Longer time on market for homes shows cooling real estate market

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In the spring of 2021, as the COVID-19 pandemic fueled a buying spree, nearly three-quarters of homes placed on the market in Southeast Michigan were sold within two weeks.

Those days are over.

Data from Seattle-based real estate brokerage Redfin and elsewhere shows that the time homes are sitting on the market around metro Detroit — and the rest of the country — has been steadily increasing. It’s yet another sign of a cooling real estate market.

While acknowledging that the length of time a typical home sits on the market is up significantly from the highs of mid-2021 and into last year, the situation is far from dire, according to metro Detroit real estate agents.

Updated homes with newer flooring and countertops, as well updated plumbing, fixtures and other infrastructure do get snatched up quickly by buyers who tend to be impervious to the higher interest rate environment, agents told Crain’s.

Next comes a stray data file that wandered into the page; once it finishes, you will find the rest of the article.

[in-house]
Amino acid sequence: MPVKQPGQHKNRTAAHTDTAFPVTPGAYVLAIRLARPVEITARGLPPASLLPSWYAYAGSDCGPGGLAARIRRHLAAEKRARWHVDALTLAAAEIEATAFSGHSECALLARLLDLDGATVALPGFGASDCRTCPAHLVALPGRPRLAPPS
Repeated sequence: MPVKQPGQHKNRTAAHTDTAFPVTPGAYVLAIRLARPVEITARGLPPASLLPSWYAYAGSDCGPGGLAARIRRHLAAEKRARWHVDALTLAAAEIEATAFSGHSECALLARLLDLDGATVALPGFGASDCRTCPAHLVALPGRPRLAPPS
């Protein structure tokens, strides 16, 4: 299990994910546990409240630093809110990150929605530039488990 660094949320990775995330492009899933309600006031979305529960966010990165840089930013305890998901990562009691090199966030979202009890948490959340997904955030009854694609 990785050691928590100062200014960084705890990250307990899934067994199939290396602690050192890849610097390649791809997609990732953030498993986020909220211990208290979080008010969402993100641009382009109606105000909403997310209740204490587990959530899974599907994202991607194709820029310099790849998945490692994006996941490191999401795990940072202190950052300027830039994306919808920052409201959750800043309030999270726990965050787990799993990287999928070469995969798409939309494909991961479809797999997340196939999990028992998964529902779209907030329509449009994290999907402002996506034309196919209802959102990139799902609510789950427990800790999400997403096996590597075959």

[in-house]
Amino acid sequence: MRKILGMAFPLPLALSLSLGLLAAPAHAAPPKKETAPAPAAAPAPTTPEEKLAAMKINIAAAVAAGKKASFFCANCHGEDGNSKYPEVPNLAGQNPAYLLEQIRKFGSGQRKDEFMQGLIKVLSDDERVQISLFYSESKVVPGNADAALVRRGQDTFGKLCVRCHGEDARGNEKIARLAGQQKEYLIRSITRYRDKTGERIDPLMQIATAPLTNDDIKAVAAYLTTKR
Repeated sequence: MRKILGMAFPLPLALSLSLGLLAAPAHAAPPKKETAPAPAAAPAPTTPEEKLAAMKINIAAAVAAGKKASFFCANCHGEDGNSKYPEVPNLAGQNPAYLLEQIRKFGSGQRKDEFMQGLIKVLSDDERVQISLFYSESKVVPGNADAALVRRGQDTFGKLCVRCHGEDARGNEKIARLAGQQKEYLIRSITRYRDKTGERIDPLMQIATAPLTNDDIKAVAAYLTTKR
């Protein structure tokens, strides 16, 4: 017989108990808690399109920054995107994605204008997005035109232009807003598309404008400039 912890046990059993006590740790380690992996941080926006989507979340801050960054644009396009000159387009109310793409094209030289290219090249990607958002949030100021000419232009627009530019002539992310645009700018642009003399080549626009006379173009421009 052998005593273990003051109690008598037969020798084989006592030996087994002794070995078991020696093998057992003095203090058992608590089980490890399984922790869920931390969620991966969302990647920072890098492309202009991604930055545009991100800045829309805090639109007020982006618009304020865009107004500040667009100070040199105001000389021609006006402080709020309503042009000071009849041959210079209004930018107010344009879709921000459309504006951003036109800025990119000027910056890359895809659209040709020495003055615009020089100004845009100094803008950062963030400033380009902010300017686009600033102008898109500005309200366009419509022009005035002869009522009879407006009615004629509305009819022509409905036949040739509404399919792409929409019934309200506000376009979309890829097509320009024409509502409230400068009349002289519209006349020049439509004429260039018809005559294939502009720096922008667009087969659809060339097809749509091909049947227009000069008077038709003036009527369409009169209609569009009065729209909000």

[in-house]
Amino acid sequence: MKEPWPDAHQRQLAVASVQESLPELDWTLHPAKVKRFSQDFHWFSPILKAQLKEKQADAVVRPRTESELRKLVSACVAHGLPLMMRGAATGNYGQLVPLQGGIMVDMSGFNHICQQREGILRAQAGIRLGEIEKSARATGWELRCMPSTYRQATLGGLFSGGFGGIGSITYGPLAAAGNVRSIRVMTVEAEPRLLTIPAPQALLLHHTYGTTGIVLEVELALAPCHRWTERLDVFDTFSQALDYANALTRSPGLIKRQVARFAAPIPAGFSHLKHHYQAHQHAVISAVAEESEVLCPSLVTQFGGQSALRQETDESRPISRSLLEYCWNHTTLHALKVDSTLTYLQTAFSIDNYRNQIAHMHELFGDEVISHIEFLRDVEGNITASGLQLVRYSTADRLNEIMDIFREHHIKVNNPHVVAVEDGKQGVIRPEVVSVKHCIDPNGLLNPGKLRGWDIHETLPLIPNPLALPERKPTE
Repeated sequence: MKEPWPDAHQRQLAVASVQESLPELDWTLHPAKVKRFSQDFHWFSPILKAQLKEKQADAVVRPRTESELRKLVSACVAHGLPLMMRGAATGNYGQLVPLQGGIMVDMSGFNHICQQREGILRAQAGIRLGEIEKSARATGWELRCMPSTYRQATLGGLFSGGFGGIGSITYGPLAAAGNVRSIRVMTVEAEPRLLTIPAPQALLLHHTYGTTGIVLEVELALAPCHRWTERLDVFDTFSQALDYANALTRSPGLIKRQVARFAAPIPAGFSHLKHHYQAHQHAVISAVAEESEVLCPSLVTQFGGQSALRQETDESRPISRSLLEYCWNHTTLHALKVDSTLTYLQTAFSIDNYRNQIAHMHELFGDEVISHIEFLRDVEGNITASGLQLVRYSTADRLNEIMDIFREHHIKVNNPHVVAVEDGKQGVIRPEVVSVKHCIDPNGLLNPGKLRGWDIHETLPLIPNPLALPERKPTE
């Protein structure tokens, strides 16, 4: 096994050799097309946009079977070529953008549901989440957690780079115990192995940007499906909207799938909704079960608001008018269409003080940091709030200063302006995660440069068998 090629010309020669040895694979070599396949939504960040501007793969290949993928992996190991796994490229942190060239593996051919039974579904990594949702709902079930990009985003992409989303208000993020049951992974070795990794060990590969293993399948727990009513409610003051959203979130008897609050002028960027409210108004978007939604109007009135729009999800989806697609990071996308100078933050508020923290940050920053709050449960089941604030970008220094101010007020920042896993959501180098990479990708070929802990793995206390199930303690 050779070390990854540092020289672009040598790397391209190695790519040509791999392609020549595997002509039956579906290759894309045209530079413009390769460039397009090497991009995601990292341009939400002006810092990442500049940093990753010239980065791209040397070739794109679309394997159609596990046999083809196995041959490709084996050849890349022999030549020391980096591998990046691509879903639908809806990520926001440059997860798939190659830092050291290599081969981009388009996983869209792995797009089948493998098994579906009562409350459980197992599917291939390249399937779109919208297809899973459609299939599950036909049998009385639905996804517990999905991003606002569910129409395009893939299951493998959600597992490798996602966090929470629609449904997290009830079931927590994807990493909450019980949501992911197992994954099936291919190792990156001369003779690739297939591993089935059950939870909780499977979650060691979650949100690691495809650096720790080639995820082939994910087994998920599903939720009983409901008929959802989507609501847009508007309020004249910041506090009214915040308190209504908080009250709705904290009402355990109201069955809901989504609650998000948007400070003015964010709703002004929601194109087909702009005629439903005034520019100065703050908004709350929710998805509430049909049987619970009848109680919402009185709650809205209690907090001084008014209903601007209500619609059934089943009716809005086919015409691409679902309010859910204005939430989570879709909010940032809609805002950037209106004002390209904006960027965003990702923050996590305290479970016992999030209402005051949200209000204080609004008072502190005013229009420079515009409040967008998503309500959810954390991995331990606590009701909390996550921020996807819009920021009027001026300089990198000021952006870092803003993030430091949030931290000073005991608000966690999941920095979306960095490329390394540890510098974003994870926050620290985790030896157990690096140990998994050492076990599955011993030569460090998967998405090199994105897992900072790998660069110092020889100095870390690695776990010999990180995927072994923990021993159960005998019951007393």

“Move-in ready homes can go quick,” said Gino Tozzi, a Clinton Township-based associate broker with Real Estate One, noting that at the height of the market in 2021, the condition of a home didn’t matter much.

That’s no longer the case, Tozzi said.

Still, multiple recent reports show the vast difference of the present, calmer market compared with the frenzy of mid-2021, a time when rock-bottom interest rates served as catalyst for a frantic residential real estate market in metro Detroit and around the country:

  • Looking back to late February 2020, just before the pandemic took hold, nearly 60 percent of homes for sale in metro Detroit were off the market in two weeks.
  • In the spring of 2021, at the peak of the home-buying bonanza, more than 70 percent of pending home sales in the region were off the market within two weeks.
  • In the final week of 2022, about 33 percent of pending home sales in metro Detroit were off the market within two weeks, a decline of about 7.4 percent year-over-year, according Redfin data.

The market experience during spring 2021 was unique, Tozzi noted, and unlikely to be experienced again in the foreseeable future.

Also ticking up is the overall number of days from when a home is listed to having a signed contract. The most recent market reports from Farmington Hills-based RealComp and RE/MAX of Southeastern Michigan show that average days on market in November were at 33 and 34, respectively, up about five days from the same time last year.